1 Table 1: Parameter estimates (calibrating returns to scale, ) (1) (2) (3) (4) Method Unconstrained Unconstrained Unconstrained Unconstrained ( calibrated from Basu ( calibrated from ( calibrated at 0.5, and Fernald, 1997) Atkeson and Kehoe, Hsieh-Klenow, 2009) ( calibrated at 0.9) 2005), scale parameter , power law (0.059) (0.059) (0.059) (0.057) T = (0.018) (0.018) (0.018) (0.015) n u, upper employment threshold (0.024) (0.024) (0.024) (0.002) σ, variance of measurement error (0.025) (0.025) (0.025) (0.008), implicit tax, variable cost (0.005) (0.004) (0.013) (0.002) k/w, implicit tax, fixed cost (0.257) (0.192) (0.653) (0.099) Mean (Median) # of 55.7 (23) 55.7 (23) 55.7 (23) 55.7 (23) employees Observations 238, , , ,701 Firms 57,008 57,008 57,008 57,008 Ln Likelihood -1,065,936-1,065,936-1,065,936-1,066,165 Notes: Parameters estimated by ML with standard errors below in parentheses (clustered at the four digit level). Estimation is on unbalanced panel of population of French manufacturing firms with 10 to 1,000 employees. These estimates of the implicit tax are based on different estimates of ; the methods are indicated in the different columns.
2 Table 2: Parameter estimates (exploiting information from the Production Function to estimate returns to scale, ) (1) (2) (3) (4) (5) Using Production TFP/Size High-Tech Sectors Function estimates relationship (Using Production Method Baseline (column (1) of Table 1), scale parameter (0.013), power law (0.059) (0.052) T = (0.018) (0.020) n u, upper employment threshold (0.024) (1.133) σ, variance of measurement error (0.025) (0.020), implicit tax, variable cost (0.005) (0.004) k/w, implicit tax, fixed cost (0.257) (0.177) (0.025) (0.055) (0.023) (1.342) (0.024) (0.005) (0.219) Function estimates) (0.012) (0.063) (0.012) (2.474) (0.029) (0.003) (0.129) Low-Tech Sectors (Using Production Function estimates) (0.016) (0.063) (0.032) (1.603) (0.034) (0.007) (0.304) Mean (Median) # of 55.7 (23) 55.7 (23) 55.7 (23) 78.3 (29) 51.3 (23) employees Observations 238, , ,701 38, ,988 Firms 57,008 57,008 57,008 9,099 48,139 Ln Likelihood -1,065, Notes: Parameters estimated by ML with standard errors below in parentheses (clustered at the four digit level). Estimation is on unbalanced panel of population of French manufacturing firms with 10 to 1,000 employees. These estimates of the implicit tax are based on different estimates of ; the methods are indicated in the different columns. Standard errors are calculated using bootstrap in columns (2) to (5). Using TFP-Size relationship calculates 1 where is calculated from the coefficient of a regression of ln(tfp) on ln(employment) on firms with 10 to 45 workers. Using the production function calculates as the sum of the coefficients on the factor inputs obtained from TFP estimation (see Table A1). High tech sectors are based on R&D intensity as defined by the OECD.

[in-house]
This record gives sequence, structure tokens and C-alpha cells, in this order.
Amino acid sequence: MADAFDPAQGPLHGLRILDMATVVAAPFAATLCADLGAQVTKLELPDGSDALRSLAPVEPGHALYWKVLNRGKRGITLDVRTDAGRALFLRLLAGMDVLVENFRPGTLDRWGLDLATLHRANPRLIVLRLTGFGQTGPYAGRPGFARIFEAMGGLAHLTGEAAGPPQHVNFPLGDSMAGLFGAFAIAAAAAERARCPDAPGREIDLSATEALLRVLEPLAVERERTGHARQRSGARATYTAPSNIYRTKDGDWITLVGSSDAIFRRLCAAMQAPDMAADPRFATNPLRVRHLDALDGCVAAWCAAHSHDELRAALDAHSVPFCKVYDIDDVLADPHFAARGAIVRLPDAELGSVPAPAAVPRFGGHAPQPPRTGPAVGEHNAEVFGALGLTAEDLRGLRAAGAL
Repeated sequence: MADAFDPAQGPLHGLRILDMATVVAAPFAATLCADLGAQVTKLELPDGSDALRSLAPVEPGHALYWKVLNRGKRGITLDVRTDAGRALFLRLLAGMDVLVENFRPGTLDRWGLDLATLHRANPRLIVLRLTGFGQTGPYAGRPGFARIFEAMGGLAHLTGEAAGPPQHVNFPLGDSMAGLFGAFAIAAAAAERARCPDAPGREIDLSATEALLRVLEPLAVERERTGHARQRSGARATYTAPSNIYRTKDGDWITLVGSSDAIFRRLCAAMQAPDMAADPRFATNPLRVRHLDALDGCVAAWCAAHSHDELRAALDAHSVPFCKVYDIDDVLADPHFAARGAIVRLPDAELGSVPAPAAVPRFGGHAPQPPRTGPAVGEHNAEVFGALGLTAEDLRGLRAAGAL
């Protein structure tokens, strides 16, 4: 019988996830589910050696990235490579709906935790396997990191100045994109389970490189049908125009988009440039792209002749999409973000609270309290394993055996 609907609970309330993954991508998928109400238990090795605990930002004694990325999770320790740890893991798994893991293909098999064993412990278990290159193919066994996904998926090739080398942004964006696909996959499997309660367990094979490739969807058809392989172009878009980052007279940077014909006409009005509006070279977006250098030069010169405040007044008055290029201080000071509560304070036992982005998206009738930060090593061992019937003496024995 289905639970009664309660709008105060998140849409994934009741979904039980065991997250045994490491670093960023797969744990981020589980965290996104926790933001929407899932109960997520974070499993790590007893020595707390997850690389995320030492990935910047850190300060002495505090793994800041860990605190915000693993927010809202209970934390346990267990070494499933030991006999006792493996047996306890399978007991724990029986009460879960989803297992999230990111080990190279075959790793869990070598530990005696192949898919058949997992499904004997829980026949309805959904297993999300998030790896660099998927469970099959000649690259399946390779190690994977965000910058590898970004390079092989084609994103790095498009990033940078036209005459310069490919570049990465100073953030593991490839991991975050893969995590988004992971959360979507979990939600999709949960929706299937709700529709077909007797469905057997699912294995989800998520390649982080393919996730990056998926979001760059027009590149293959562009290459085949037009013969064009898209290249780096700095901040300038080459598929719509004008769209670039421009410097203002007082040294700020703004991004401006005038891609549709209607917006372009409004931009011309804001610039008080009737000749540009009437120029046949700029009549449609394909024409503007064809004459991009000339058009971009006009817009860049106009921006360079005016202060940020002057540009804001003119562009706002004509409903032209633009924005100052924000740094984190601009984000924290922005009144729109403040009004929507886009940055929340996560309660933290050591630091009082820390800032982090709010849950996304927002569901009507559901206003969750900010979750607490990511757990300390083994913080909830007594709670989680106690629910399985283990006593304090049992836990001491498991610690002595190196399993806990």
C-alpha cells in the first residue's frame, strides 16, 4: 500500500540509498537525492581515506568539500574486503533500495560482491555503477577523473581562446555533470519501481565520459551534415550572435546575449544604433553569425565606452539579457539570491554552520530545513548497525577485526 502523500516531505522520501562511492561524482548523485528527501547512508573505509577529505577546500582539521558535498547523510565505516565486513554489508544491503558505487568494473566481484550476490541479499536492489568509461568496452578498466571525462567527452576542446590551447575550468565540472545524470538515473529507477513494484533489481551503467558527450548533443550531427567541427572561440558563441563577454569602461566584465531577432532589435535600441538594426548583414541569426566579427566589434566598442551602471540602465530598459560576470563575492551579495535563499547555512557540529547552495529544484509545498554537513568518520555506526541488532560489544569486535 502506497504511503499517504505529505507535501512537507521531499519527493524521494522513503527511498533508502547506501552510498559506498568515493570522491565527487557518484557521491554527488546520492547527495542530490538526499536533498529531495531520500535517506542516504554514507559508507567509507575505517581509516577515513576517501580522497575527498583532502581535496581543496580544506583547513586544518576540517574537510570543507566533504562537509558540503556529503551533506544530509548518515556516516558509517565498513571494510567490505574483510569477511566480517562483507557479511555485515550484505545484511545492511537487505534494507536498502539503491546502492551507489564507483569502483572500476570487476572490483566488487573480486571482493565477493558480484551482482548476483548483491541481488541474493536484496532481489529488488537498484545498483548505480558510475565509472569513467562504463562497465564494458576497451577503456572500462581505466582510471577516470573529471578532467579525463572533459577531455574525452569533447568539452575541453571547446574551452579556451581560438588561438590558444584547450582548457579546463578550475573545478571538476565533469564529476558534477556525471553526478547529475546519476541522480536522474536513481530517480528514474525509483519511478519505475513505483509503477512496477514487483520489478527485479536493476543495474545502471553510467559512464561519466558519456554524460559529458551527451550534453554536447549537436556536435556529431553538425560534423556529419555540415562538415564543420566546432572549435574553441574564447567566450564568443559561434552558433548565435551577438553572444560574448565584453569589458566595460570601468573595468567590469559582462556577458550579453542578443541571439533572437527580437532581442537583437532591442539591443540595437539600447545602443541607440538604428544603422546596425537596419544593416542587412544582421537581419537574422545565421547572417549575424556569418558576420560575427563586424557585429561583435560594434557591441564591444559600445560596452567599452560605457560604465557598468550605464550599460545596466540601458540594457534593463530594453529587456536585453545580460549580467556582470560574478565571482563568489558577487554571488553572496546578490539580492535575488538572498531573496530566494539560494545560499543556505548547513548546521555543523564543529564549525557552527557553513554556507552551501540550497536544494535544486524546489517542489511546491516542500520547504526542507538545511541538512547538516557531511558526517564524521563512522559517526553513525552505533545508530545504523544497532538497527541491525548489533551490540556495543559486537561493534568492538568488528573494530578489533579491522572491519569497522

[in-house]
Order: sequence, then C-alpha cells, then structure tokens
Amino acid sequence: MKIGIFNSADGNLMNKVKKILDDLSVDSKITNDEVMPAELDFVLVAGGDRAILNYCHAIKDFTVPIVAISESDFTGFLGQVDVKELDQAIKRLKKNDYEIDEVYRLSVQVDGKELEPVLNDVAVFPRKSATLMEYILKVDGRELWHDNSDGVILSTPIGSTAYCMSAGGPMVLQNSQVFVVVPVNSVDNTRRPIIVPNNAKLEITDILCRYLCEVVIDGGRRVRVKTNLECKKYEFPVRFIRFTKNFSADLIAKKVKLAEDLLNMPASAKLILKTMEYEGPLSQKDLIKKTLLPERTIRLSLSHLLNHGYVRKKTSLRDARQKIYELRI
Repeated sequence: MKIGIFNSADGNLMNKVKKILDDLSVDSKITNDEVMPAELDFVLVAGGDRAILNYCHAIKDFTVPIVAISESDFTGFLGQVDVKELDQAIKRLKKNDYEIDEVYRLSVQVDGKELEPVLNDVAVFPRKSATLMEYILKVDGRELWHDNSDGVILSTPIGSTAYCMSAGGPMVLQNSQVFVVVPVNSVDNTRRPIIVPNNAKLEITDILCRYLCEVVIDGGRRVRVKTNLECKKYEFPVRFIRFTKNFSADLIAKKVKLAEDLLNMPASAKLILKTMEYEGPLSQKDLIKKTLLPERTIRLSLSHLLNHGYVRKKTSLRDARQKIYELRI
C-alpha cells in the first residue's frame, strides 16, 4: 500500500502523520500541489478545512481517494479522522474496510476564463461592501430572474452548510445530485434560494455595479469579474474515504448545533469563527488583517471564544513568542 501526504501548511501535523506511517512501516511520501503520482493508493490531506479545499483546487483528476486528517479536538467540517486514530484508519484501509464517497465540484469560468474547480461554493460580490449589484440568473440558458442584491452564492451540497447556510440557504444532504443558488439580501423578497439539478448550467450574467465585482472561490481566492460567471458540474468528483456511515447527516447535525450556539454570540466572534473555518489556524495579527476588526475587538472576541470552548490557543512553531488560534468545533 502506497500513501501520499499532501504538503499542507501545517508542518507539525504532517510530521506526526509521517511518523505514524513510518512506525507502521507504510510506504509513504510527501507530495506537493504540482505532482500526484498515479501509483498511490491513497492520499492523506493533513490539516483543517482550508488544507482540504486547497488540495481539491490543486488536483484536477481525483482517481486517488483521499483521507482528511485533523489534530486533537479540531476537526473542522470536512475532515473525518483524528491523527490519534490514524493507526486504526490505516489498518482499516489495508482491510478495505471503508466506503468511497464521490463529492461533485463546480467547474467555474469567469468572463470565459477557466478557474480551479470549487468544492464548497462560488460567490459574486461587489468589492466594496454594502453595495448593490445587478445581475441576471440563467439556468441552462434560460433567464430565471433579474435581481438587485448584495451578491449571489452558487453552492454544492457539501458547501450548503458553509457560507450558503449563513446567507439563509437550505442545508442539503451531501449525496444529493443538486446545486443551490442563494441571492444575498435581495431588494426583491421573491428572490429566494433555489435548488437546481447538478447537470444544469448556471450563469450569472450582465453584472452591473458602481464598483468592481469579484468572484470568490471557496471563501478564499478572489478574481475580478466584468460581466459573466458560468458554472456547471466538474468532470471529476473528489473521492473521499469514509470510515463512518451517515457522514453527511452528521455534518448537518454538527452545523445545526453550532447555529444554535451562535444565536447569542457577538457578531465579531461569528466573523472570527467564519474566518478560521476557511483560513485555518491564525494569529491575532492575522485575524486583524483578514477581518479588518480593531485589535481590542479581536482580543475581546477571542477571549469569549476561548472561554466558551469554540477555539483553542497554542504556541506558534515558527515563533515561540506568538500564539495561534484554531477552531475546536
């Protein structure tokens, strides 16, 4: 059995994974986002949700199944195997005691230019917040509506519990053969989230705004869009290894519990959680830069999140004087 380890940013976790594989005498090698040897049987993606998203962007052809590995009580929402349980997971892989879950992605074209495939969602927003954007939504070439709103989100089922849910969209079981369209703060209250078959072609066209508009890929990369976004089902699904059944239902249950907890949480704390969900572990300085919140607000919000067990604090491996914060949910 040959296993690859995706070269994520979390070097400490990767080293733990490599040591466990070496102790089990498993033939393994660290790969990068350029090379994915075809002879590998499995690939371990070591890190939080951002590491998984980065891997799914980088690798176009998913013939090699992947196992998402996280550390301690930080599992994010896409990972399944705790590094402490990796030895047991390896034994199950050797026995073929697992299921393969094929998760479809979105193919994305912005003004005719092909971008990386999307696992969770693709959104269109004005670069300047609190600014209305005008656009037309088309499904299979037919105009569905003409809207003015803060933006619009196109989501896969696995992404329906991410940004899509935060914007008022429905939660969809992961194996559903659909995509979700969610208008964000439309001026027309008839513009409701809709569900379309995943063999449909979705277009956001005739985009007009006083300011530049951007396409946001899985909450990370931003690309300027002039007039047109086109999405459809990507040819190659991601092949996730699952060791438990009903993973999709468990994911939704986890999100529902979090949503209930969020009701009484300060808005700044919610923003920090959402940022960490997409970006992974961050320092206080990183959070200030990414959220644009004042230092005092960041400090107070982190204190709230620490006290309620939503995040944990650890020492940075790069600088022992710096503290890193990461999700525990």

3 Table 3: Variation in estimates across different sectors (1) (2) (3) (4) (5) (6) (7) (8) (9) (10) Method Industry Baseline Manufacturing industries Calibrated Transport Calibrated Construction Calibrated Trade Calibrated Business services , power law (0.059) (0.059) (0.098) (0.099) (0.147) (0.147) (0.100) (0.100) (0.087) (0.087) T = (0.018) (0.018) (0.029) (0.029) (0.016) (0.016) (0.022) (0.021) (0.020) (0.020) n u, upper employment (0.024) (0.024) (0.016) (0.016) (0.013) (0.013) (0.015) (0.015) (0.018) (0.018) threshold σ,measurement error, implicit variable tax k/w, implicit tax, fixed cost Mean (Median) # of employees (0.025) (0.005) (0.257) (0.025) (0.004) (0.192) (0.023) (0.010) (0.492) 55.7 (23) 55.7 (23) 48.2 (23) (0.023) (0.007) (0.367) 48.2 (23) (0.037) (0.004) (0.179) (0.037) (0.003) (0.133) 29.3 (17) 29.3 (17) (0.050) (0.006) (0.288) (0.050) (0.004) (0.215) (0.024) (0.004) (0.188) (0.024) (0.024) (0.150) 36.8 (19) 36.8 (19) 45.3 (20) 45.3 (20) Observations 238, ,701 70,479 70, , , , , , ,835 Firms 57,008 57,008 14,487 14,487 41,768 41,768 66,848 66,848 61,906 61,906 Notes: Parameters estimated by ML with standard errors below in parentheses (clustered at the four digit level). Estimation is on unbalanced panel of firms with 10 to 1,000 employees. These estimates of the implicit tax are based on different (calibrated) values of that are indicated in the different columns.